The material politics of stereotyping white trash: flexible class-making

Marjo Kolehmainen

First Published December 1, 2016

Social Class

Link to online article: The Sociological Review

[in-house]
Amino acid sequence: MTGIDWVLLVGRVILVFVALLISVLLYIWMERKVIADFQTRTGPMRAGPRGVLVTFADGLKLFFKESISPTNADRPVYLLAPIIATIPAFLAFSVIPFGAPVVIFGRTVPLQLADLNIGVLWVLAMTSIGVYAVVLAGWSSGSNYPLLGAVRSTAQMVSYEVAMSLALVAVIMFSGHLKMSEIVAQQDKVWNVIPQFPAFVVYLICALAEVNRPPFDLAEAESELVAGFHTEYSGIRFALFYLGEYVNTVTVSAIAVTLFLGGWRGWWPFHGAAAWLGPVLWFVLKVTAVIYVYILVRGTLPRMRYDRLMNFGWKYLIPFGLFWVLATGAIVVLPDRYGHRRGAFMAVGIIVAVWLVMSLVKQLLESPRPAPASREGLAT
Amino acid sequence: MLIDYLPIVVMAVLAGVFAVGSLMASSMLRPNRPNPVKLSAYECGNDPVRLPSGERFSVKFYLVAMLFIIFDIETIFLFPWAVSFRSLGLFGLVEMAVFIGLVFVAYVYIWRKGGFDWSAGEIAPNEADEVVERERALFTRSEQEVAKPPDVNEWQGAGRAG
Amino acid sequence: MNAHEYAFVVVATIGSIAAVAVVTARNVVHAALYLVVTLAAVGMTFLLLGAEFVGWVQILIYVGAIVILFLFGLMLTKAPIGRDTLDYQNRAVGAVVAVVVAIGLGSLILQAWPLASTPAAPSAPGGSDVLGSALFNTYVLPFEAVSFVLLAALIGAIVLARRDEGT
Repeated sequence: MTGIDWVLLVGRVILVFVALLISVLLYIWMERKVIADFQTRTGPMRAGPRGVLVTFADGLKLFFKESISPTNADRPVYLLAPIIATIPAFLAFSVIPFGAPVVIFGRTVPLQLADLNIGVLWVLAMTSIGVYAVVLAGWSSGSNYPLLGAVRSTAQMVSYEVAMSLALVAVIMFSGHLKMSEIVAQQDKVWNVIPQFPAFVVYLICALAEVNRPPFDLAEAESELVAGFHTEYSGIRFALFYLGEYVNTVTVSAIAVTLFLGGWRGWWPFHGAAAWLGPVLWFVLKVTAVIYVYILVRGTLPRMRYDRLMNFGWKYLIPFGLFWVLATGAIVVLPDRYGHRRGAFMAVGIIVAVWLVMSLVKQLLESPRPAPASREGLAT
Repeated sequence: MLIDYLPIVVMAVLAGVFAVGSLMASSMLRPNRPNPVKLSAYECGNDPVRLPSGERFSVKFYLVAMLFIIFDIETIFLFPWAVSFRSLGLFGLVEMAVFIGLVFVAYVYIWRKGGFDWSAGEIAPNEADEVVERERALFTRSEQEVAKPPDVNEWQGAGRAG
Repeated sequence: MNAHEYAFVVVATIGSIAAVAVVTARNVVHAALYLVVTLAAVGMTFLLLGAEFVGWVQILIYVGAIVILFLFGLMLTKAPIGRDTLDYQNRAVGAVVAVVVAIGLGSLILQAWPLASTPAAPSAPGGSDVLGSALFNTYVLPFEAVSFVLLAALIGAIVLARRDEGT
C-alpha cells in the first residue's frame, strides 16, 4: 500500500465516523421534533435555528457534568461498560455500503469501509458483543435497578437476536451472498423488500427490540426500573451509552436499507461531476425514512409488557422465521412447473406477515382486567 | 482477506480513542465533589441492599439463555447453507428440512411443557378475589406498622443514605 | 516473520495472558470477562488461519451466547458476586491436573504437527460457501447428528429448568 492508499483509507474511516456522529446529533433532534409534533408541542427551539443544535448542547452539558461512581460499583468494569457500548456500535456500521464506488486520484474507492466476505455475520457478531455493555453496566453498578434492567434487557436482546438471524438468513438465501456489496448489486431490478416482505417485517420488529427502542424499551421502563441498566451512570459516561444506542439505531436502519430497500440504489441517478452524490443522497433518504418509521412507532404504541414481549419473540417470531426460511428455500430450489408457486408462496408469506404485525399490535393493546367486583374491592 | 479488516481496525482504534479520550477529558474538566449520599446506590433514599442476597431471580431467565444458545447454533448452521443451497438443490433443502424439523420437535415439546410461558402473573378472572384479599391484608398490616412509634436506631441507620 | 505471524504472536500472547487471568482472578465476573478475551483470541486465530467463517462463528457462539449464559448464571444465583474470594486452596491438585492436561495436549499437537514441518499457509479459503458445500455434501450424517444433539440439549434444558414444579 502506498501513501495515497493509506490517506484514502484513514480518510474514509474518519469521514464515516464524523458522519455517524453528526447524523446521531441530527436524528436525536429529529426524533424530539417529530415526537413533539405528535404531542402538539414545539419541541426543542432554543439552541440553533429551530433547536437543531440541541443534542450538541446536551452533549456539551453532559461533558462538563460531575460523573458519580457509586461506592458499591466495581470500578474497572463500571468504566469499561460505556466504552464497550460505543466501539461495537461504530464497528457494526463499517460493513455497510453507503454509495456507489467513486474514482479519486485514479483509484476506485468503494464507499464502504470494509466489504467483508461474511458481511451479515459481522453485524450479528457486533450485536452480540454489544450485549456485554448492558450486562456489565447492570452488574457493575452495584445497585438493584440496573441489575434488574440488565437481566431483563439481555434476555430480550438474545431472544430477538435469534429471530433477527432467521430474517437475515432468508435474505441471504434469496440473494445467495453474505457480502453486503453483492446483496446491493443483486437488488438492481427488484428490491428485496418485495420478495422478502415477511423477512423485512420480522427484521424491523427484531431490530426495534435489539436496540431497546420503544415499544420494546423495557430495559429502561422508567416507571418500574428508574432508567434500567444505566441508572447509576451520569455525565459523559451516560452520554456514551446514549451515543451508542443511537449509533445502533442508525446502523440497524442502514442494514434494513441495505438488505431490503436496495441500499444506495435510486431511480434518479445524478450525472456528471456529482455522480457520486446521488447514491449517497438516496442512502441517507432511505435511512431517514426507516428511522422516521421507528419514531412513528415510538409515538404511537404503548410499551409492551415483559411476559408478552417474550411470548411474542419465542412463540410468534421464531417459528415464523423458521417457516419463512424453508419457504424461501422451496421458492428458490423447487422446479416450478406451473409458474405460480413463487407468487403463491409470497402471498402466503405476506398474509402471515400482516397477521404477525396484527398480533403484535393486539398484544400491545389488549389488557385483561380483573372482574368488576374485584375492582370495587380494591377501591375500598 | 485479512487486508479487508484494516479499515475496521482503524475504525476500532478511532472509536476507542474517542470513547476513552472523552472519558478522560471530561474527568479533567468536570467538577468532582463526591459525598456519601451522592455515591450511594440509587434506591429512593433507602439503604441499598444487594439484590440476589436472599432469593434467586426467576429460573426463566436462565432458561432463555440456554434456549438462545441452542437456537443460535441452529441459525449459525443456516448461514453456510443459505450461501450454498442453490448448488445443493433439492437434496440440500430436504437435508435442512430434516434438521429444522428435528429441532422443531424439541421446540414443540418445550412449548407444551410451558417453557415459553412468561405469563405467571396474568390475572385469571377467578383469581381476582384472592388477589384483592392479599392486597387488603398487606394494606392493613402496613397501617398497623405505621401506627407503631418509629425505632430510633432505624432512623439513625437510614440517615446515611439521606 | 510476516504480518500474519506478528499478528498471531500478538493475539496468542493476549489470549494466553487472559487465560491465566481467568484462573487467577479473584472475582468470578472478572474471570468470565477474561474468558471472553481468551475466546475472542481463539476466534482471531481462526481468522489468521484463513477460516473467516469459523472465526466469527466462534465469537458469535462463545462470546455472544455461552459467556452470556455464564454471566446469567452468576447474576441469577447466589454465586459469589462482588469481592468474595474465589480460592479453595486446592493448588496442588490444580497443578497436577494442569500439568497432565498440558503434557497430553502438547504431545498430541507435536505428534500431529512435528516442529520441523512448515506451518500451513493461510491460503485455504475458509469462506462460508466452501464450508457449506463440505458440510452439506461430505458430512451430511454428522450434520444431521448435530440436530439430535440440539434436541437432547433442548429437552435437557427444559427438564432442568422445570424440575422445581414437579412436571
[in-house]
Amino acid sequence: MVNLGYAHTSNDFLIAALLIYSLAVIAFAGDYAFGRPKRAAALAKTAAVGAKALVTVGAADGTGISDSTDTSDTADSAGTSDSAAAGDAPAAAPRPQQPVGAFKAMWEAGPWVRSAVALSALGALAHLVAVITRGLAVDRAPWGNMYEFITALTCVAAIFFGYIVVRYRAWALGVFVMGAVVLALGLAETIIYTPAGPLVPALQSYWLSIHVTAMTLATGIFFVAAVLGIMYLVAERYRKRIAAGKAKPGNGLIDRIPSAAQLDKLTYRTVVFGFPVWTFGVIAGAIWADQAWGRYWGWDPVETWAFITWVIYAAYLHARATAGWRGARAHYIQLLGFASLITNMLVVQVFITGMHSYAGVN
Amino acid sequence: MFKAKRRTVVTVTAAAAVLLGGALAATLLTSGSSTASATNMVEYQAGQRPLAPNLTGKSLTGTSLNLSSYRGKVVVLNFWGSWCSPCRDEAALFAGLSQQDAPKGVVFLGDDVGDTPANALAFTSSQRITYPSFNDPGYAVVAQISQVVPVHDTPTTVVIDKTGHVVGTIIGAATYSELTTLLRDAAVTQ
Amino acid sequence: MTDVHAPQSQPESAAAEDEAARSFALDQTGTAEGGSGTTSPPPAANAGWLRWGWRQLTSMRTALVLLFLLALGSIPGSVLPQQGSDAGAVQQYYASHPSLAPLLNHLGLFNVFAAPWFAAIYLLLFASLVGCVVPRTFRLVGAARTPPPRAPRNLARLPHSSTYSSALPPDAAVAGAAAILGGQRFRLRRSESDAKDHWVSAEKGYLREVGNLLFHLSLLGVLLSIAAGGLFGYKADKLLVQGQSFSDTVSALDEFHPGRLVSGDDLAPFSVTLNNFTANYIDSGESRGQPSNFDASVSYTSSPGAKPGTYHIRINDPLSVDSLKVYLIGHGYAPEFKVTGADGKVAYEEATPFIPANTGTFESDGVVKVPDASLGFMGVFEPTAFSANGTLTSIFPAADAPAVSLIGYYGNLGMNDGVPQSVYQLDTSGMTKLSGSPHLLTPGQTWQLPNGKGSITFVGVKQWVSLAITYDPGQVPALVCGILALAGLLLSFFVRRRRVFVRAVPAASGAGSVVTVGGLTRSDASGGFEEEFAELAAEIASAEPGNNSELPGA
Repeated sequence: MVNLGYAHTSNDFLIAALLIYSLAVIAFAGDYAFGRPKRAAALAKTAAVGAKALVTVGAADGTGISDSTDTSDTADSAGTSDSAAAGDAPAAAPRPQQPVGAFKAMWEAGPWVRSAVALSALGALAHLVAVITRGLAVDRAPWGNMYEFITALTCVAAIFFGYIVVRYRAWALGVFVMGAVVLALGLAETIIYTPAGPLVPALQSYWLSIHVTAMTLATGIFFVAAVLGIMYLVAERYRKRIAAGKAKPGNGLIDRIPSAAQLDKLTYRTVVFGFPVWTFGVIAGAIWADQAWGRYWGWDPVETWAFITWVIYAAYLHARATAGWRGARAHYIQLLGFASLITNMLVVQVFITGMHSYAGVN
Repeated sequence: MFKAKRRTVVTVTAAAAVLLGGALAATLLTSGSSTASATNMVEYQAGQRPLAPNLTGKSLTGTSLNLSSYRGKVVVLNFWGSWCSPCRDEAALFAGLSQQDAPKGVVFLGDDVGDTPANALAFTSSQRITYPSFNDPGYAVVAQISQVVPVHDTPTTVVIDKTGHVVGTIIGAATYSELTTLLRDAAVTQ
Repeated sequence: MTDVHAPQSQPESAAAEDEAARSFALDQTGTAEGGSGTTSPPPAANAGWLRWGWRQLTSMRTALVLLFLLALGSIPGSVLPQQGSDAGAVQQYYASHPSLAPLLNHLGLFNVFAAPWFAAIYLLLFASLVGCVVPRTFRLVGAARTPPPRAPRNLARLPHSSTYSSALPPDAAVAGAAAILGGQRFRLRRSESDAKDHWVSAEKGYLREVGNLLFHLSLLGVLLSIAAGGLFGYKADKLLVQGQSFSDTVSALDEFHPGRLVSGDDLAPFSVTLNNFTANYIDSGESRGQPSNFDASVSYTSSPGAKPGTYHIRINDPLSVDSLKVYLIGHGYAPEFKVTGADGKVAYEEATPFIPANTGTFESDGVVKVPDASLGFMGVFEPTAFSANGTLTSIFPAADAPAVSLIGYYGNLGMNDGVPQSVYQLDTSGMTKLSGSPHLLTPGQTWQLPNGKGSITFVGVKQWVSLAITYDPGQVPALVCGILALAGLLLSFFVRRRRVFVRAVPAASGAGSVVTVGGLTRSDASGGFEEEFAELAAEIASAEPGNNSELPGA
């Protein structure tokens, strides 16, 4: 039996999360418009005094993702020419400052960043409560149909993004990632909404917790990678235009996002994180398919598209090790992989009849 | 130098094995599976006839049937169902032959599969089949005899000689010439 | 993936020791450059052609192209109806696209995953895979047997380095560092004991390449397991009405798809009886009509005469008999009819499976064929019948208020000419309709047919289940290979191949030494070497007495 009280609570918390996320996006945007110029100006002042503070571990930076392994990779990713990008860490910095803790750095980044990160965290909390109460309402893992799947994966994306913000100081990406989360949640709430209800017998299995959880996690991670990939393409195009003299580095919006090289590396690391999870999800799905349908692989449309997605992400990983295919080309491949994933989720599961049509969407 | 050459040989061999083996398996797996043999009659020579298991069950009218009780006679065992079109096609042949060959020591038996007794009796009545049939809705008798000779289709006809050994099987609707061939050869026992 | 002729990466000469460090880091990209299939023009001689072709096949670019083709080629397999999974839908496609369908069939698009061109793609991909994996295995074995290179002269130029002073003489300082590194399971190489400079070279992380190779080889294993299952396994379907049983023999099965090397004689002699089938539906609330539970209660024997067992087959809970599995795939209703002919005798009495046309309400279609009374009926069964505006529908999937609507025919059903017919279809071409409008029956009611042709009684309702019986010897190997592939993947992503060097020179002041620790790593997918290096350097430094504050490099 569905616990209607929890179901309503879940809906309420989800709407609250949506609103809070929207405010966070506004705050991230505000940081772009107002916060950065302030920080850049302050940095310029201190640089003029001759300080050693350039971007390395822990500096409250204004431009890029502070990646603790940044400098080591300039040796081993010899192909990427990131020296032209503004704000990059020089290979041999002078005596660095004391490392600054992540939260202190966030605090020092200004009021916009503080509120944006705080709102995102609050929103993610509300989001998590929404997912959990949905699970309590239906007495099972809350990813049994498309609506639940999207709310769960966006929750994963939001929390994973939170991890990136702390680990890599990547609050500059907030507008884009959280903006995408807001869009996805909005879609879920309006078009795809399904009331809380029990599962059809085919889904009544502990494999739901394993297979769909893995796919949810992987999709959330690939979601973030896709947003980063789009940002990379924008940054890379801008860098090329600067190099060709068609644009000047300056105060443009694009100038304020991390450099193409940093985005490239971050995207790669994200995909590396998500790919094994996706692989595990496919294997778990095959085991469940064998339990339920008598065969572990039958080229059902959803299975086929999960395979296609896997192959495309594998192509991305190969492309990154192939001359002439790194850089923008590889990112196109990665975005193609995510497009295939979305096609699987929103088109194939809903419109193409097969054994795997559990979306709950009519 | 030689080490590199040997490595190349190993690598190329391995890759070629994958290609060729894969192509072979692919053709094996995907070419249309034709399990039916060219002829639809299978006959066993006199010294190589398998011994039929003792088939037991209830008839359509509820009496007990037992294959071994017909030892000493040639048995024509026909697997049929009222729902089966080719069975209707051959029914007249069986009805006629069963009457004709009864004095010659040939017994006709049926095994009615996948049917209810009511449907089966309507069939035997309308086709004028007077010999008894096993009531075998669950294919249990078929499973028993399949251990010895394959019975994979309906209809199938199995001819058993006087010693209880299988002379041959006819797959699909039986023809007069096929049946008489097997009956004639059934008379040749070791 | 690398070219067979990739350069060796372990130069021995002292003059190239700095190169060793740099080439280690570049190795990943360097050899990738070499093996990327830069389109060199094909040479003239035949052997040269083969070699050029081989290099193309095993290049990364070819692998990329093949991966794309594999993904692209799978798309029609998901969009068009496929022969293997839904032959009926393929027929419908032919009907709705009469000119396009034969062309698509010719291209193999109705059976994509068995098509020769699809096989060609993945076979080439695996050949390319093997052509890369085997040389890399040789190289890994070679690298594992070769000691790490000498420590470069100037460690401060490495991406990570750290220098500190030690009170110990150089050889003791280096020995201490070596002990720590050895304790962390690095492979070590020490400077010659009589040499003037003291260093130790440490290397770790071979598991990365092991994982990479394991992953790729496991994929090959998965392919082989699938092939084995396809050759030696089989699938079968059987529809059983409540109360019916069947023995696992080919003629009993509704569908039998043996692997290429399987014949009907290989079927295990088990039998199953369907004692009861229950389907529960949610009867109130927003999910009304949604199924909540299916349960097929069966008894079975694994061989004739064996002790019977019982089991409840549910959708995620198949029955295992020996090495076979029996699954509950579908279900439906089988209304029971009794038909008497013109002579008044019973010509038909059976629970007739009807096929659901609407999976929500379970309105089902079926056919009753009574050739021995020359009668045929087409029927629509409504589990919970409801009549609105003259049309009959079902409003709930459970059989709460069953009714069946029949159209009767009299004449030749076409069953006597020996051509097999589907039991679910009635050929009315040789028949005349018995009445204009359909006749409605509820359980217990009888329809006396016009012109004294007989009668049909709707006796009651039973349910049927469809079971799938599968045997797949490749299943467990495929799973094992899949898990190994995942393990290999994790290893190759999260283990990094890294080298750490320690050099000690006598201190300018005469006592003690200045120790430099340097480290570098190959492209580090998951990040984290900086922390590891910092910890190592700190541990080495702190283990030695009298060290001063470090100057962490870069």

This article provides a detailed analysis of novel forms of class-making in Finland, with special emphasis on emerging threads on ‘white trash’ in a popular discussion forum. The article is based on an empirical study, the data for which were gathered by making online observations and extracting discussion threads on white trash. There is no consensus in the data on the meaning of the term white trash. While the stereotypes concerning the alleged group of white trash have been linked with tastelessness, poverty or immorality in studies conducted in other countries, popularity and ordinariness are also associated with it, as are expensive and exclusive consumer choices. On the one hand, the term is used to reproduce class stigma, illustrating how class is made through racialisation. On the other, the phrase is used in new and flexible ways. However, the debate greatly focuses on taste and thus grounds itself in struggles over classification in consumer culture, which may further privilege middle-class definitions of class. The article concludes that the examination of taste offers a novel route for the study of privilege, as an investment in keeping one’s tastes unreadable to others may be an asset in the struggle over classifications.

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